Ethnic prejudices

Clearly it is now time for us to stop trifling with racism, which as the Westerners came to understand decades ago could have lethal consequences. I believe that in Sri Lanka most of the people are not racists. They certainly have their ethnic prejudices just like members of other ethnic groups all over the world, but those prejudices should not be regarded as racist as long as they don’t issue in the belief that members of other ethnic groups are inherently inferior or threatening, justifying their being discriminated against, excluded, or even killed. In that sense, I believe, the majority of Sri Lankans are not racists. Therefore we, the non-racist Sri Lankan majority, taking count of the horrible destructiveness of racism, should do everything possible to make our racists mend the error of their ways. Towards that end I send them the following get-well message: RACISM IS A DISEASE. GET WELL SOON.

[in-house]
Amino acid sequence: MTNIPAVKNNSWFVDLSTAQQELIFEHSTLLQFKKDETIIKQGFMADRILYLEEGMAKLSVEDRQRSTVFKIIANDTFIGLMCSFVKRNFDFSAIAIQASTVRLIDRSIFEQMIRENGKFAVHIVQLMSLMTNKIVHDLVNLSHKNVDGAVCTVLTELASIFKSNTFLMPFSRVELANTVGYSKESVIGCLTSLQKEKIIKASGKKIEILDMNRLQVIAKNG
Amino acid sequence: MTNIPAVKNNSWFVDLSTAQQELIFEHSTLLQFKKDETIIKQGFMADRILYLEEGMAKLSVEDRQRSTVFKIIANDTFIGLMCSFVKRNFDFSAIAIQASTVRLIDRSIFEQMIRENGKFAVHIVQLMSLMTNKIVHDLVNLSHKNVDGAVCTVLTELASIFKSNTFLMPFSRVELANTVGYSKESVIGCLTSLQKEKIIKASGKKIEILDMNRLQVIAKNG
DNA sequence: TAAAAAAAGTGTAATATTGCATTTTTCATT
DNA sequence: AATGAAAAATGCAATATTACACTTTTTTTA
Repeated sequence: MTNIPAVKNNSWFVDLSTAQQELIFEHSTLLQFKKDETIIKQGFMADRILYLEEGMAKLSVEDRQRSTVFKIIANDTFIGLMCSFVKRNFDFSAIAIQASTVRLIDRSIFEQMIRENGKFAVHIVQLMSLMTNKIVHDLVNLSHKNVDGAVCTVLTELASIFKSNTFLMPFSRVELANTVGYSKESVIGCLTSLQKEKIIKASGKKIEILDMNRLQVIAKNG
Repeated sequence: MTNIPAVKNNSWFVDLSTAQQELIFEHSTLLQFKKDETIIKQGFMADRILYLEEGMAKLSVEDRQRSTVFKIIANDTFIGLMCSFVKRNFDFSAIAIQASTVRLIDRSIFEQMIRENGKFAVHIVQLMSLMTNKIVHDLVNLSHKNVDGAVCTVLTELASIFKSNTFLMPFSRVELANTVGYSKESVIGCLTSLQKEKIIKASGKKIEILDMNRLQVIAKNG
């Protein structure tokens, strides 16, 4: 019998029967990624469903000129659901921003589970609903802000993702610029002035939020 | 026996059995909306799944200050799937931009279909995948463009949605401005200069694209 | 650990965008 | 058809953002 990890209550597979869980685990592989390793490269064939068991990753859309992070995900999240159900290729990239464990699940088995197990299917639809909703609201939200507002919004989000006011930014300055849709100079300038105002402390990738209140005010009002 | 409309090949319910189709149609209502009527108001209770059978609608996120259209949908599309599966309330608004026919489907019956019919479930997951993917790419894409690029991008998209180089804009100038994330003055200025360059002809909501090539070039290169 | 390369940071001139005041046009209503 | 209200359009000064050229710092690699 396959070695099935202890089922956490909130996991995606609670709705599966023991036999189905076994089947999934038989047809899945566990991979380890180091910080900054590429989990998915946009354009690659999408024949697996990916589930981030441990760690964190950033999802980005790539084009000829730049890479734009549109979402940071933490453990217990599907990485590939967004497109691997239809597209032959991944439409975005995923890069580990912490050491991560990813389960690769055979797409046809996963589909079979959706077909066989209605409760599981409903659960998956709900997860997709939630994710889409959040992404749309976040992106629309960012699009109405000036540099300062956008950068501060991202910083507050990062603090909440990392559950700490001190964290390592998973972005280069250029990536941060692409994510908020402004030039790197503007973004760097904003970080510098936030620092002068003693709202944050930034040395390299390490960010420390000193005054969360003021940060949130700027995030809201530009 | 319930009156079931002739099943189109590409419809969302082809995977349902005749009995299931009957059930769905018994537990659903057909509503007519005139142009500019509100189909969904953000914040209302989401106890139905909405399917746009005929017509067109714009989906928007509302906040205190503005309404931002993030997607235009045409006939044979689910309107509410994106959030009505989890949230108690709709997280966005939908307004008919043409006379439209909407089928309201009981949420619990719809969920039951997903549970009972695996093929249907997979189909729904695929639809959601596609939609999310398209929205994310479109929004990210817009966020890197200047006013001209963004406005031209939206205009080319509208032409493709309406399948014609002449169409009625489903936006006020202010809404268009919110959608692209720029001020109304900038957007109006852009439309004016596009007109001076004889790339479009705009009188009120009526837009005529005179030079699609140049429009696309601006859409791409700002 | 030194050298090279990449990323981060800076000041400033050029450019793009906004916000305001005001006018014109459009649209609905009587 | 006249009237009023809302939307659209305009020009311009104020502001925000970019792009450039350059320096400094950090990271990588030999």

Words - Since the Galle Literary Festival is impending, it is time to say something about the proper use of words. In a recent article I wrote something like this: the Westerners don’t give a dam whether countries like Sri Lanka break up or not. The word “dam” as in the sentence given here is usually spelt with a concluding “n”, carrying the notion of damnation. That to my mind makes no sense at all. I believe that “dam” really refers to a now defunct Indian coin of the smallest value.

The word “decimate” according to the dictionary means that something is being reduced or destroyed by a tenth. But it is now used always to mean the very opposite: a reduction or destruction by ninety per cent or more. We are all nowadays against the purists who resent the slightest deviation from normal usage, and we are all for the distortion or stretching of language for creative ends. But in the two cases cited here we are witnessing an evident impoverishment of the English language taking place.

The word “literally” is frequently used incorrectly. I am reminded of a Punch joke about Gladstone who was following a Parliamentary debate with intense interest: “He sat literally glued to his seat. ‘That’s torn it’ exclaimed the Grand Old Man as he got up with a ripping sound to go for the tea break.”